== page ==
What are the Policy Options to Check the Underdevelopment?

The process of economic growth is determined by two sets of factors. They are economic and non-economic factors:

Economic Factors

1. Natural Resources:

The main factor influencing economic development is the natural resources available in the country, particularly ‘Land’.

‘Land’ includes all natural resources, including fertility of land, its situation and composition and forest wealth etc.

Natural Resources and Environment: General information

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Existence of natural resources alone cannot initiate economic development, unless the resources are properly harnessed. In underdeveloped countries, the resources are either unutilized or underutilized. This is one of the reasons of their backwardness.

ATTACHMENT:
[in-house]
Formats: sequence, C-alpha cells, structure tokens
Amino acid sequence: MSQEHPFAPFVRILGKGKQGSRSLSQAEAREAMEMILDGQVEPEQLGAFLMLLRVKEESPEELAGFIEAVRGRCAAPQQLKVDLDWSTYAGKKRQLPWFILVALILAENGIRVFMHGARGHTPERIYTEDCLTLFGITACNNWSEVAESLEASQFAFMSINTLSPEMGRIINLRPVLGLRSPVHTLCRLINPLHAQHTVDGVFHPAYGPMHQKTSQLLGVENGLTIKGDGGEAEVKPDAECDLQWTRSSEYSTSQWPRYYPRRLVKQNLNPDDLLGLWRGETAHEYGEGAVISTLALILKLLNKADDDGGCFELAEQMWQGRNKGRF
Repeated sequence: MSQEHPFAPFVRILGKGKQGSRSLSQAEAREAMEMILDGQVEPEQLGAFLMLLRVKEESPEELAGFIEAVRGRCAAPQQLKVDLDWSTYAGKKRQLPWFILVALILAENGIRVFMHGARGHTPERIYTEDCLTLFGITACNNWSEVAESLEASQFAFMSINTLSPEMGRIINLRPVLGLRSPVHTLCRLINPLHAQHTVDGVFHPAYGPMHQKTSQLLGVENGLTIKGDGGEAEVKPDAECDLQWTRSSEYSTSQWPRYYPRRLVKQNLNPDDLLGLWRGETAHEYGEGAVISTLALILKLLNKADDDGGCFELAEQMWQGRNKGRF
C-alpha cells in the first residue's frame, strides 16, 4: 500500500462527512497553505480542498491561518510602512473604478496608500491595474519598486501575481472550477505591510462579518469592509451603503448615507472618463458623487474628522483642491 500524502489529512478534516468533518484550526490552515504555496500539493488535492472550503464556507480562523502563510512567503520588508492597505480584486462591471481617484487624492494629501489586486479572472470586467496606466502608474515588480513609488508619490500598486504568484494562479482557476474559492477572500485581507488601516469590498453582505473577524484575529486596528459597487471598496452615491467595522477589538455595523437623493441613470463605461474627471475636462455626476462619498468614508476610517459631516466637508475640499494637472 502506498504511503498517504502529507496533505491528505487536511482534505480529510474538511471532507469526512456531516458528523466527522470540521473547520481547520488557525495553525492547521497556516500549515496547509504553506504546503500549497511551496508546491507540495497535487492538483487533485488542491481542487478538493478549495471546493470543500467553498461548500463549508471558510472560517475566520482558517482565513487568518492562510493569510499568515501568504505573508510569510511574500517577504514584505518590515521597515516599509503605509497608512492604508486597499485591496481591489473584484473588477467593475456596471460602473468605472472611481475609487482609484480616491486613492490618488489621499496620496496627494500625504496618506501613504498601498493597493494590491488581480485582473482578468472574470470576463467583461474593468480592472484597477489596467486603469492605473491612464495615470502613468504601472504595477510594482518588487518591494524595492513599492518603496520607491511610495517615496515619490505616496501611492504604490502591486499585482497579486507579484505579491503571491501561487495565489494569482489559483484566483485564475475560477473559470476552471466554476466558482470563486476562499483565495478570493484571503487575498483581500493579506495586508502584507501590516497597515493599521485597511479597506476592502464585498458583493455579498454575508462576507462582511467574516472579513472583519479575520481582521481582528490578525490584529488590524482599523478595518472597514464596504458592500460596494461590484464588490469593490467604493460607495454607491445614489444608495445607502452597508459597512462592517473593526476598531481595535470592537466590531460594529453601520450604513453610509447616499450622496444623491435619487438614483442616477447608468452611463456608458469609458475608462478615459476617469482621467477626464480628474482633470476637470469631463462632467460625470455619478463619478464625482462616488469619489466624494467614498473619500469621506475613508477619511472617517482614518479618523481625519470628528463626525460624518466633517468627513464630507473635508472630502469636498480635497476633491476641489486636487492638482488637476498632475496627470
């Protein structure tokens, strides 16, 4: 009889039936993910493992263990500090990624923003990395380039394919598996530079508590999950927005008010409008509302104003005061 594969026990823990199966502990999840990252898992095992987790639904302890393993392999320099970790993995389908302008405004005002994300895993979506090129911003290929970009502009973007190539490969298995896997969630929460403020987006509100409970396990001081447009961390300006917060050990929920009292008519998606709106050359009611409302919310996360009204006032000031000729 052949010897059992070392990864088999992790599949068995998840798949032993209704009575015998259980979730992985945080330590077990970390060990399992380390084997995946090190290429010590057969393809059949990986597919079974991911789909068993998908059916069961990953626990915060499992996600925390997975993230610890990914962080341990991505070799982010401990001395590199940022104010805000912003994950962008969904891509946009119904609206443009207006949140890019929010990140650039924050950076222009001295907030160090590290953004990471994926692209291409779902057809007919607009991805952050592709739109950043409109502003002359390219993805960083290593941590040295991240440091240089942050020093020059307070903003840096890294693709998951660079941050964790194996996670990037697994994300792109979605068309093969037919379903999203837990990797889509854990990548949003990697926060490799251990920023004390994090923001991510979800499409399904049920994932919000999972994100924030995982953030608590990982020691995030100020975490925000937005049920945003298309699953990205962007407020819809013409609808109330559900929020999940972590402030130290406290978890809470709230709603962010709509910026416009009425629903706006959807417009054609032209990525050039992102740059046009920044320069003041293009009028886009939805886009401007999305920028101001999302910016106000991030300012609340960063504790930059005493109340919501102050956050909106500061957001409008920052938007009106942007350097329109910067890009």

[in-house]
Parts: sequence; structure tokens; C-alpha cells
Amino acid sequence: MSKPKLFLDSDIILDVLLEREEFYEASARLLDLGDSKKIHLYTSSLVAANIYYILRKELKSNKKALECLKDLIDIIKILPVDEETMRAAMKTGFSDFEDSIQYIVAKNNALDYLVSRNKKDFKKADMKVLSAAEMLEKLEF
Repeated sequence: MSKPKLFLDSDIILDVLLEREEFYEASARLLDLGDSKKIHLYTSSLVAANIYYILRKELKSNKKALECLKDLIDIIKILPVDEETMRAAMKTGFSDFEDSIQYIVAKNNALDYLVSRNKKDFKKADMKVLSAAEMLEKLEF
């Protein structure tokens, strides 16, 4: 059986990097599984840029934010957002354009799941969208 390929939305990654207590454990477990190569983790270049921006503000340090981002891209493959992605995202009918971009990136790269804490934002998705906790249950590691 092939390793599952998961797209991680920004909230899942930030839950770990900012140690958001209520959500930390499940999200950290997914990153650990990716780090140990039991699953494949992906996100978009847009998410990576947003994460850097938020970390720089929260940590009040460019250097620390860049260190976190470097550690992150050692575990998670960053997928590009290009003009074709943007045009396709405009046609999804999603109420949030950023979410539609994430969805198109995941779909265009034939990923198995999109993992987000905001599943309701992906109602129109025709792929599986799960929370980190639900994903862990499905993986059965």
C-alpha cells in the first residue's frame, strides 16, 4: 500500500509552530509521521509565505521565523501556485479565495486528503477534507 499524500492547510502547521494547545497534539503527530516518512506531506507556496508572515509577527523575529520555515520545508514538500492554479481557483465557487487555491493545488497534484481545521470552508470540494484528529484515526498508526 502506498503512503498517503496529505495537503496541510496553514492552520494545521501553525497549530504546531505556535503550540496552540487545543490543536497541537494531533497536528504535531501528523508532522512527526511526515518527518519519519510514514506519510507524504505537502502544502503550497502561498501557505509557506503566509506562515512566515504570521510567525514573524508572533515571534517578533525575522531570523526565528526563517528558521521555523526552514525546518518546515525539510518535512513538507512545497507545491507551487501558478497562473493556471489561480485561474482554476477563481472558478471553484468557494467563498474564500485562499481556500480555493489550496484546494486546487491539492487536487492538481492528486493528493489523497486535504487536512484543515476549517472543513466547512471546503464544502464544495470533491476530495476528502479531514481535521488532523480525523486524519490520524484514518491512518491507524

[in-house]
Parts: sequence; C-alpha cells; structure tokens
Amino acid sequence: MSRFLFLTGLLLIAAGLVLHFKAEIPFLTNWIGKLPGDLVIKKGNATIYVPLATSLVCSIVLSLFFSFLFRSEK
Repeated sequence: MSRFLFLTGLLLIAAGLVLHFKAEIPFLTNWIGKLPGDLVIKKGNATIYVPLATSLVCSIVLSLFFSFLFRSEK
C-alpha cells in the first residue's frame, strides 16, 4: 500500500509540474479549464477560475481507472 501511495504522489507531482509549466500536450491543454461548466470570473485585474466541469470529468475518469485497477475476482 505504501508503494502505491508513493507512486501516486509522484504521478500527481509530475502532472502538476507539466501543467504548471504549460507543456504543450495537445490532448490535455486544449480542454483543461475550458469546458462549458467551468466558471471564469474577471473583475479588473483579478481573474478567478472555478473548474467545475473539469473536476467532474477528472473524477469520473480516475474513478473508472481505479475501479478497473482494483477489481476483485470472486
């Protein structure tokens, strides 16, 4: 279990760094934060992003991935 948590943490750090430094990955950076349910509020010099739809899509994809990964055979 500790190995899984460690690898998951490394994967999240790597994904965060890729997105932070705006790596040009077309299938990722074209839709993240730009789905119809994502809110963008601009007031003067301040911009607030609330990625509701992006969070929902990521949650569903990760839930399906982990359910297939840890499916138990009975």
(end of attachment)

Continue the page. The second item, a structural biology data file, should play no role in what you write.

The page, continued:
2. The means of transport and communications:

This will initiate economic development. More facilities of transport would reduce the cost of transport and thereby increase the external and internal trade of the country. Transport and communications ensure easy mobility of the factors of production.

3. The Rate of Capital Formation:


Capital Formation or accumulation is the crux of the problem of economic development and no economy can grow without having produced ‘means of production’. Construction of buildings, dams, factories, extension of roads, railways, waterways and harbors, more irrigation facilities, reclamation of land, and improved methods of agriculture, etc., are essential for capital formation.

Capital formation can take place under private enterprise, as in capitalist economies, or under public enterprise, as in socialistic economies.